10 Ways the USD Affects World Markets

The United States is the strongest and largest economy in the world. The US currency remains dominant in international markets over other global currencies. The behavior of the US dollar has a significant impact on global markets and leads to both positive and negative consequences in these markets.

There are 10 ways the US dollar can influence world markets:

  1. The strong US dollar is slowing down trade in international markets. The strong US dollar weakens other currencies in global markets and makes it more expensive to buy dollar-denominated goods.

  2. However, these markets are excited if they export to the United States. The strengthening of the dollar leads to the depreciation of local currencies in these markets, creating inflation in national currencies.

  3. When the USD rises against other currencies, demand shifts from the United States market to global markets, thereby increasing economic and financial activity in global markets.

  4. The strong US dollar also attracts capital inflows to foreign direct investment (FDI) and other investments from US dollar investors in these markets. This is particularly the case in developing countries, where markets are emerging with high economic growth rates.

  5. The inflow of capital in US dollars to foreign markets stimulates economic activities such as lending, employment and consumption, and thus stimulates growth in these markets.

  6. In the international market, commodities such as precious metals and oil are quoted in US dollars. Therefore, the performance of the US dollar determines the subsistence level in world markets. The consequences of the weakening of the US dollar for these markets include lower gas prices, while a strong US makes it more expensive for consumers to buy gas.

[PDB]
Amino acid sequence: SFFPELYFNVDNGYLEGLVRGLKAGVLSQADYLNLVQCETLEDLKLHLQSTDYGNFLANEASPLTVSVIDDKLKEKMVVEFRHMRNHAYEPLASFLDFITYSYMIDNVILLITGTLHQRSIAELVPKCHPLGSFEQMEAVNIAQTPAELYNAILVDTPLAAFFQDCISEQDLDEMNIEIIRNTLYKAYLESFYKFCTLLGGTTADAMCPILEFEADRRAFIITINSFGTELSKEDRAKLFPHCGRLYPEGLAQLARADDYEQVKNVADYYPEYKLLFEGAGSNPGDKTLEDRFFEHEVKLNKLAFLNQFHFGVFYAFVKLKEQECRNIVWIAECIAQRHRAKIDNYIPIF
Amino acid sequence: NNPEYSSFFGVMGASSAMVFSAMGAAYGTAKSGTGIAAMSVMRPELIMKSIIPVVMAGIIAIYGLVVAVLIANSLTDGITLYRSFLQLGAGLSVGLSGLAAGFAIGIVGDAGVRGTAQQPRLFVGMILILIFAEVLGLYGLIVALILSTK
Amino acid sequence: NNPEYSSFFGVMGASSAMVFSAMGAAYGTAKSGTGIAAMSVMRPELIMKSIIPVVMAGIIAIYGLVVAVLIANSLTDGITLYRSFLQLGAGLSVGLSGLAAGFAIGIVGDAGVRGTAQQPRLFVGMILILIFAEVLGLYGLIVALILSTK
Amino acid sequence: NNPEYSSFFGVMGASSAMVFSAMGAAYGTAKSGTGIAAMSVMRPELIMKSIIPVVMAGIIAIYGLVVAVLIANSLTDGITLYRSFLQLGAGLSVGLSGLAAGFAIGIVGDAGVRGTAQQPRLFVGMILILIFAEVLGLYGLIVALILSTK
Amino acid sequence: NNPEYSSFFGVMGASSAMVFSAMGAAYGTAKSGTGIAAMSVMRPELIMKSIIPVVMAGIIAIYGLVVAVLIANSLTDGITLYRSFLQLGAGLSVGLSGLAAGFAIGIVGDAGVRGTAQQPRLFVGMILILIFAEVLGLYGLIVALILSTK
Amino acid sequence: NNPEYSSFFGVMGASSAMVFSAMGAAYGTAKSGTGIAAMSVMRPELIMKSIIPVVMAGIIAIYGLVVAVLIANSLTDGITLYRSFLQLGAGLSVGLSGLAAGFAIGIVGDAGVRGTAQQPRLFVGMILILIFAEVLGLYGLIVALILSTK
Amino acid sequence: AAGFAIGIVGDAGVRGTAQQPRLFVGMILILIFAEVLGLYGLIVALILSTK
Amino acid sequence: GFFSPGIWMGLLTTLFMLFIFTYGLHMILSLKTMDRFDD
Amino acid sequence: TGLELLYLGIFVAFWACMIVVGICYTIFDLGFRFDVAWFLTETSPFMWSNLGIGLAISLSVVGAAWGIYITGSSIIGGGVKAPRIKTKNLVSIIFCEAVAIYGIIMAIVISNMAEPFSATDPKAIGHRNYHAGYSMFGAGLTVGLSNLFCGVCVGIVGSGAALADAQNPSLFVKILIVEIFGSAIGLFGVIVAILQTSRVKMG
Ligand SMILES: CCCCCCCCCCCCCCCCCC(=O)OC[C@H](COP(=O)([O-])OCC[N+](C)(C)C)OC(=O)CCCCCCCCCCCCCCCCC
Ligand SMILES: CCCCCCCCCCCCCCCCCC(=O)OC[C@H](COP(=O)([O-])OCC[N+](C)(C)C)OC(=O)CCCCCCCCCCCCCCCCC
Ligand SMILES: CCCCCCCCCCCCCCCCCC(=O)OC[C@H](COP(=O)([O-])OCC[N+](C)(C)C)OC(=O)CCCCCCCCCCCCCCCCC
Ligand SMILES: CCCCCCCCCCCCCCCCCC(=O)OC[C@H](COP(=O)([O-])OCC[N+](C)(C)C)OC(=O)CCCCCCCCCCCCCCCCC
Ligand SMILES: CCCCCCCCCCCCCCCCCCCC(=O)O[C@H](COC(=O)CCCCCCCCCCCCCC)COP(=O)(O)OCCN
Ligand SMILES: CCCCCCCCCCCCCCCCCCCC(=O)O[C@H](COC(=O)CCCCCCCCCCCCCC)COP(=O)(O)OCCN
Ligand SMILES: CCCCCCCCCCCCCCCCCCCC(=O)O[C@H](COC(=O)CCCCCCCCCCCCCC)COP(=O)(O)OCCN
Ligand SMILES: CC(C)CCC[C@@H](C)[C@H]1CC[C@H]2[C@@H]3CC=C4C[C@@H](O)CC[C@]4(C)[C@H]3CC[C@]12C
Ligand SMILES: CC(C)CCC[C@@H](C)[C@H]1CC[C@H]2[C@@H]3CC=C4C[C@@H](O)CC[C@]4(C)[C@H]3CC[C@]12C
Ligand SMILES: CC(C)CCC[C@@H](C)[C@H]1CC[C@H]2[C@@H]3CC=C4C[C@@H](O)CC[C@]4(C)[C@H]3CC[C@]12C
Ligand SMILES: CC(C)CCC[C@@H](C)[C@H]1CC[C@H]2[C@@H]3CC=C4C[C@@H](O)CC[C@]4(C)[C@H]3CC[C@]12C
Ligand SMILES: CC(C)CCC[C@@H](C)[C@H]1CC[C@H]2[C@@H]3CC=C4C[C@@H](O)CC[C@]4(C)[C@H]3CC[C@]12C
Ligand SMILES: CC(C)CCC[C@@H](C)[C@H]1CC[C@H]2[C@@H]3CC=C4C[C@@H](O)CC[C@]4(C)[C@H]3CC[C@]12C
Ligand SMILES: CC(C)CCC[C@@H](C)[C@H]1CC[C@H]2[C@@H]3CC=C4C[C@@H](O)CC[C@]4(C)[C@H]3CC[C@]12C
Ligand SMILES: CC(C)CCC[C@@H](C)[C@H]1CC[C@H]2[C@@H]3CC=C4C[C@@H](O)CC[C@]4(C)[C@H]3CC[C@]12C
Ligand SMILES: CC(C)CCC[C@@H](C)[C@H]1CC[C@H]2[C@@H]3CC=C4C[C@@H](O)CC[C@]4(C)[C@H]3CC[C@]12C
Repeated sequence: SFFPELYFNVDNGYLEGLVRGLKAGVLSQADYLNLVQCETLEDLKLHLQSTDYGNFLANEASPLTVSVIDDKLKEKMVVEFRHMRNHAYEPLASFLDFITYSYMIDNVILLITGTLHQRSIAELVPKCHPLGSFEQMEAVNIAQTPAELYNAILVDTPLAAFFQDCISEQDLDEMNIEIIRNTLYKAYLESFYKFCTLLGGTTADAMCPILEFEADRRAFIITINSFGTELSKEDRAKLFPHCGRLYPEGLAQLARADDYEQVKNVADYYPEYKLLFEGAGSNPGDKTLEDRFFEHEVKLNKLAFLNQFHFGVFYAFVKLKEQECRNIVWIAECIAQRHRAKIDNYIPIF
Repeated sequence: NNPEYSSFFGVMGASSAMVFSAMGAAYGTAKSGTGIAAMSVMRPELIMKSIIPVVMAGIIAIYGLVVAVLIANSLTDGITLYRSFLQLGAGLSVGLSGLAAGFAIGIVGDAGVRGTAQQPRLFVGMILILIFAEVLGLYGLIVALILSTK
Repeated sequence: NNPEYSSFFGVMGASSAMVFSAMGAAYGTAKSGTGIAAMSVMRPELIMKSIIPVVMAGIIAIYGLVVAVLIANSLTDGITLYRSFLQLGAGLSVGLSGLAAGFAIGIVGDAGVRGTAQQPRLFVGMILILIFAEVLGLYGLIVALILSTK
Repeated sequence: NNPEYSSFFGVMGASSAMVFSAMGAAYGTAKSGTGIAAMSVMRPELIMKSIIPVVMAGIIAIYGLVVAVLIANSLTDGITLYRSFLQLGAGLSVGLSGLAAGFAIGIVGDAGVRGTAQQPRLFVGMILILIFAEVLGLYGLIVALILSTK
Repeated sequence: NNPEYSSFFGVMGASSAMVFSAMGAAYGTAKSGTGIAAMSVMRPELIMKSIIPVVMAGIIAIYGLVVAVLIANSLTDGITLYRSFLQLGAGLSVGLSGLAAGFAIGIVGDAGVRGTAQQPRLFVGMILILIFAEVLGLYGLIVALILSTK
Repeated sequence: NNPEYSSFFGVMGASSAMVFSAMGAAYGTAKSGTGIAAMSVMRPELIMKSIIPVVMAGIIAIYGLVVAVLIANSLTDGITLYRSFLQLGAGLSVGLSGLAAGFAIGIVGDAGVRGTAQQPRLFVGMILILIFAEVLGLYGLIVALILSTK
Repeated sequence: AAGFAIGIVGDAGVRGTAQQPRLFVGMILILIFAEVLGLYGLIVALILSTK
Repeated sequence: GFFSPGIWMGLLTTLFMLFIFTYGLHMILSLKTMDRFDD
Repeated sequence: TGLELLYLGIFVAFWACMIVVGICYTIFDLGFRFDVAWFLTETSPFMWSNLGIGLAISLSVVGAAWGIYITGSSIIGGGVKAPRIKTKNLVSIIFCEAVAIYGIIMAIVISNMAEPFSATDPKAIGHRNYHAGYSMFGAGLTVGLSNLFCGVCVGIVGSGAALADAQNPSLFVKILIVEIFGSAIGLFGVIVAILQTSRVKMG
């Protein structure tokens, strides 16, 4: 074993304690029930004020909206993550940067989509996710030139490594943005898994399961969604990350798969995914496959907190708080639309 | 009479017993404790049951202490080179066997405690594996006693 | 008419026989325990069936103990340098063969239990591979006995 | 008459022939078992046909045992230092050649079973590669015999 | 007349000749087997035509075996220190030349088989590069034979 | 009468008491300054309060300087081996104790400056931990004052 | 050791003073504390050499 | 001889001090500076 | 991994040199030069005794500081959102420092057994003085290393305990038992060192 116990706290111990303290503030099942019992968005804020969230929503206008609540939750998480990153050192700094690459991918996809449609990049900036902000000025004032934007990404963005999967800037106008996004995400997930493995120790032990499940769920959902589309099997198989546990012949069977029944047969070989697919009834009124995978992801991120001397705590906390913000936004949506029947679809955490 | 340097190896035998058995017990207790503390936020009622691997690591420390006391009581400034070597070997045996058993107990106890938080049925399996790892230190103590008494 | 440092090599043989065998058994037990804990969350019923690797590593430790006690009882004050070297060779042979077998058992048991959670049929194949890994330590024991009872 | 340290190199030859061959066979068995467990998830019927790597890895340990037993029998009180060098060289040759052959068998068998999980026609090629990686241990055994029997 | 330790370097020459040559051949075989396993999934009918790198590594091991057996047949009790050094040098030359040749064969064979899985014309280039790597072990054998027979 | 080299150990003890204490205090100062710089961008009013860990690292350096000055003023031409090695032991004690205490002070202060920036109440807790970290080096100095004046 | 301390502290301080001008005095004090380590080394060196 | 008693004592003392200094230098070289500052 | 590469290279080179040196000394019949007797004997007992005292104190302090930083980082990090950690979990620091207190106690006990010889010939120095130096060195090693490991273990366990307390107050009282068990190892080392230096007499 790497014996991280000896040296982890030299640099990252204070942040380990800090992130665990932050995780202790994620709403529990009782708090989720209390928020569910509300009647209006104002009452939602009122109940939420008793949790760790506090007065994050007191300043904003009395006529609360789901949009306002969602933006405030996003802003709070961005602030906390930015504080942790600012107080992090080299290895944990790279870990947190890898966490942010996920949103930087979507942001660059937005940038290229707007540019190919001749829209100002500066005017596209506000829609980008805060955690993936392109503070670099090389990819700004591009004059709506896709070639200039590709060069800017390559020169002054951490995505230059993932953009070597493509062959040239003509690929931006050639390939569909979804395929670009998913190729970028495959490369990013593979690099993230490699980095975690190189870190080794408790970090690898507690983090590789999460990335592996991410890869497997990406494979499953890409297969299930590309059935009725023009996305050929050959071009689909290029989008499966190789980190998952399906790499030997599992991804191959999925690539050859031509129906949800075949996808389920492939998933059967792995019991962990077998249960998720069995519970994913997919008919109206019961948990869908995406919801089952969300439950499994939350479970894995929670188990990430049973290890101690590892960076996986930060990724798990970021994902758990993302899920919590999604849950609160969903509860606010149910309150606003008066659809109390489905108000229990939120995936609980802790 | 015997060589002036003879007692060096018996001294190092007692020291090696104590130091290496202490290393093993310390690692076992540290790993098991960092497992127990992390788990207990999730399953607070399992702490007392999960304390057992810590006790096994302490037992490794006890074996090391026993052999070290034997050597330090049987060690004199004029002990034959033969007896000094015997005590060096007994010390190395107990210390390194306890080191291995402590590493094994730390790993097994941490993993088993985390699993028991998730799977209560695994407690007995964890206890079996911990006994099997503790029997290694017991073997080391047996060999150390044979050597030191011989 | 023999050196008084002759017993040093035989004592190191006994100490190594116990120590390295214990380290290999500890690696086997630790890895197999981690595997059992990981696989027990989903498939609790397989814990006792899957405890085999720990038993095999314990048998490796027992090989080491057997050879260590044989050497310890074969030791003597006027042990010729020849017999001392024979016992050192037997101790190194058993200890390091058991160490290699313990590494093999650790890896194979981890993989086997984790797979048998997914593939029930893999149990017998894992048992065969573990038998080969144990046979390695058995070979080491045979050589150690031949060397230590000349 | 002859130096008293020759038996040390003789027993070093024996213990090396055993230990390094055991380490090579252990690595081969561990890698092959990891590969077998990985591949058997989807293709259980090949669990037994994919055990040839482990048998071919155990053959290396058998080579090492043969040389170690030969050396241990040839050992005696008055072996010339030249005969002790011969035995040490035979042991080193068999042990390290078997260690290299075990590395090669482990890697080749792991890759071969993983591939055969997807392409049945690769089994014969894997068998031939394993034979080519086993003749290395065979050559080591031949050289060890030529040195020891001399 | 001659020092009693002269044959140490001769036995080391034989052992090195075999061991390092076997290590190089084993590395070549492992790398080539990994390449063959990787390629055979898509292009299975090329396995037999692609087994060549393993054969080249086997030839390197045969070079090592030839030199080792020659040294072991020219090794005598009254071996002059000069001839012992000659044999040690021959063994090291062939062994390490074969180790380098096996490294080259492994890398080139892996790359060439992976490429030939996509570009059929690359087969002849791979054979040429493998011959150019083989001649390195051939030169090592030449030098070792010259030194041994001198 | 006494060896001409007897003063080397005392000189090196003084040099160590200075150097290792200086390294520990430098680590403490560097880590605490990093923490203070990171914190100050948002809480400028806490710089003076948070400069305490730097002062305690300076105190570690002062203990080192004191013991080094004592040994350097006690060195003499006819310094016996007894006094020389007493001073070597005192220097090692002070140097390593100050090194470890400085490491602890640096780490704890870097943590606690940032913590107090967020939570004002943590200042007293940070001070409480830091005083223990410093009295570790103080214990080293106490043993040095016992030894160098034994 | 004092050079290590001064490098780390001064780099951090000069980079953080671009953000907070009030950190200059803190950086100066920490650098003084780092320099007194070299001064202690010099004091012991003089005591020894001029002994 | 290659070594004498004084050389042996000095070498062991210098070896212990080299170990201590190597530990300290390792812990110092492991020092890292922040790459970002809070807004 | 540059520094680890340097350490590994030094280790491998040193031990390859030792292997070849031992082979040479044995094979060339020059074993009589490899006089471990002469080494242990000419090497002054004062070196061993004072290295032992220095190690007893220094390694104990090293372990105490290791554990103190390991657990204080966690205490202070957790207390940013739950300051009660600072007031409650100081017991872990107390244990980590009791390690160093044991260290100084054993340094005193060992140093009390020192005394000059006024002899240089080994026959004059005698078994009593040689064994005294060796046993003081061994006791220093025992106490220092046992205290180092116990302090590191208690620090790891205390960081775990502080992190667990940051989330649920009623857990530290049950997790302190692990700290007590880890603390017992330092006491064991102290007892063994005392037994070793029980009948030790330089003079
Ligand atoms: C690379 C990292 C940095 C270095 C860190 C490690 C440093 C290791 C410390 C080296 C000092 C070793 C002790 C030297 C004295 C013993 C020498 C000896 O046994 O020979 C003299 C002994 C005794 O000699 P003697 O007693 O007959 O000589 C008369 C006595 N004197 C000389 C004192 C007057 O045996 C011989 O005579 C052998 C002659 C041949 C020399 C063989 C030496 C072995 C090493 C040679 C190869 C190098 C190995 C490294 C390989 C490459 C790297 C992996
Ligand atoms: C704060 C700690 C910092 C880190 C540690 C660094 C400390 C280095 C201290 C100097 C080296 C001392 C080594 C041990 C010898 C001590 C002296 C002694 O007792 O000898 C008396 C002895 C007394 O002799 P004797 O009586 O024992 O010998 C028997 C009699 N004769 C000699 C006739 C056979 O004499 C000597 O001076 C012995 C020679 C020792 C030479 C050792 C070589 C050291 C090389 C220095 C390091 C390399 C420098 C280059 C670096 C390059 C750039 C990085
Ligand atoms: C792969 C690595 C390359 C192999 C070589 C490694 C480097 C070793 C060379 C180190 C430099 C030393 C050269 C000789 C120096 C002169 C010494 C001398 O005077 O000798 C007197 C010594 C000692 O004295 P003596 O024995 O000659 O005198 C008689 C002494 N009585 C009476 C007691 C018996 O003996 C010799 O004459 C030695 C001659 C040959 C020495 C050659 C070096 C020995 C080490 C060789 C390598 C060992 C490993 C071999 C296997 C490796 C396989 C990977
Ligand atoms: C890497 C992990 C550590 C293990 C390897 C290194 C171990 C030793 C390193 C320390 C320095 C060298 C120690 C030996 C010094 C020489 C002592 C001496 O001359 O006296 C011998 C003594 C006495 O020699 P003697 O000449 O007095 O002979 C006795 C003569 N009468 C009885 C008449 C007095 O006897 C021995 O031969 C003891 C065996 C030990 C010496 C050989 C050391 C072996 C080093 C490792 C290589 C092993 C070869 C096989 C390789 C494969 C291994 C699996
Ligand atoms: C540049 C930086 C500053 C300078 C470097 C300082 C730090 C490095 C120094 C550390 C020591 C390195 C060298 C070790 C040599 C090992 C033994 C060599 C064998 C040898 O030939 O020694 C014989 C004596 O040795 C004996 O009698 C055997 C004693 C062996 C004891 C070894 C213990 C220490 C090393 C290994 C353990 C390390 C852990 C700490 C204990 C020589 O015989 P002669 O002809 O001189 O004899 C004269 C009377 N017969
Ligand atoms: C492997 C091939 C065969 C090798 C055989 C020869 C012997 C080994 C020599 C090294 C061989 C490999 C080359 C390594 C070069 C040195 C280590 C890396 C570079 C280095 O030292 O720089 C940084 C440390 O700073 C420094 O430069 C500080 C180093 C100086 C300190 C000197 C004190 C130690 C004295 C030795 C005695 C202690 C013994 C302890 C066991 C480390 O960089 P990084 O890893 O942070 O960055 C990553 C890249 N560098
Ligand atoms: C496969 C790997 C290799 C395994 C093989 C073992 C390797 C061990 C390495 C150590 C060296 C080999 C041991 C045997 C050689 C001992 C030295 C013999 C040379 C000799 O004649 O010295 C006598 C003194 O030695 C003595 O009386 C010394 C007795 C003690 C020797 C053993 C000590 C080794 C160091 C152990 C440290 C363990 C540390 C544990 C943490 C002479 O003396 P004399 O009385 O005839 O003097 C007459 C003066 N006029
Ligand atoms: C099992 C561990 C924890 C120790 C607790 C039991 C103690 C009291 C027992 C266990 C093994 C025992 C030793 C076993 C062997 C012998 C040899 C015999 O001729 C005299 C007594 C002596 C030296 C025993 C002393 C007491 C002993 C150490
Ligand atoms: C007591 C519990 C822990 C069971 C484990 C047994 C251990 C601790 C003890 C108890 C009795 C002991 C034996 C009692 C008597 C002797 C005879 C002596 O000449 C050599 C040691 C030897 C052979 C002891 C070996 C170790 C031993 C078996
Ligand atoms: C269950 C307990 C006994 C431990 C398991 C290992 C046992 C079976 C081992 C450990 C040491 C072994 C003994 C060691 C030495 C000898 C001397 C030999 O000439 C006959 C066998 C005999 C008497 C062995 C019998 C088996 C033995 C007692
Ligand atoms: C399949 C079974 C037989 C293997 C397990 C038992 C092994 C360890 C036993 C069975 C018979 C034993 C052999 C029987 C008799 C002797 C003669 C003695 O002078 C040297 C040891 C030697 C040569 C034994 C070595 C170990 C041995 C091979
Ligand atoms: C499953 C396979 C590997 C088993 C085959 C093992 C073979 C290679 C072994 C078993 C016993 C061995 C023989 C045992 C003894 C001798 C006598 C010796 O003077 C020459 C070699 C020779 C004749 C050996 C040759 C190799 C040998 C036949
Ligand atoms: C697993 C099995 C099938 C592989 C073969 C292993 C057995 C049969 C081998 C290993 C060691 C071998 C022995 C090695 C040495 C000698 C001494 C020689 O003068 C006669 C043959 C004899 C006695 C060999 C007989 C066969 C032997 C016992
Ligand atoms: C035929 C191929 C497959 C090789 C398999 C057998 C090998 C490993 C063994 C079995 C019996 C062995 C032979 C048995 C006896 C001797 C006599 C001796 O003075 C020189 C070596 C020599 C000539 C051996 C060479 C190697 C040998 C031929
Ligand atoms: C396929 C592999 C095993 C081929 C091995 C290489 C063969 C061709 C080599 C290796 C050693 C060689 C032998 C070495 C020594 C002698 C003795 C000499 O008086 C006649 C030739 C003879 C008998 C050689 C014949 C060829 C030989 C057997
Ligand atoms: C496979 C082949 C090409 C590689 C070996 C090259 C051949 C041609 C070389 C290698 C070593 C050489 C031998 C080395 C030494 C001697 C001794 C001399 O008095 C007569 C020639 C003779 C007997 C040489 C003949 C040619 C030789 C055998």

7. Global financial markets are closely monitoring the US dollar to determine the spot price of fast-moving commodities. Any fluctuations in the USD lead to a number of sales and purchases of these commodities in the speculation of both outcomes based on the behavior of the dollar.

  8. An increase in the Federal Reserve’s discount rate makes the dollar more expensive for investors. This can lead to capital flight from these markets; slowing growth and declining demand for US dollar-denominated products.

  9. Also, high interest rates can reduce the liquidity of the US dollar and subsequently reduce investment, resulting in job losses and the recent global downturn in the 2007 global recession.

  10. In most countries, the interest rate of the US dollar as a reserve currency and a standard international currency determines the cost of financing foreign debt for global markets. The foreign exchange rate of the US dollar determines the interest paid and the availability of credit in the global financial market, while still affecting the balance of payments based on the US dollar reserves held by the organization.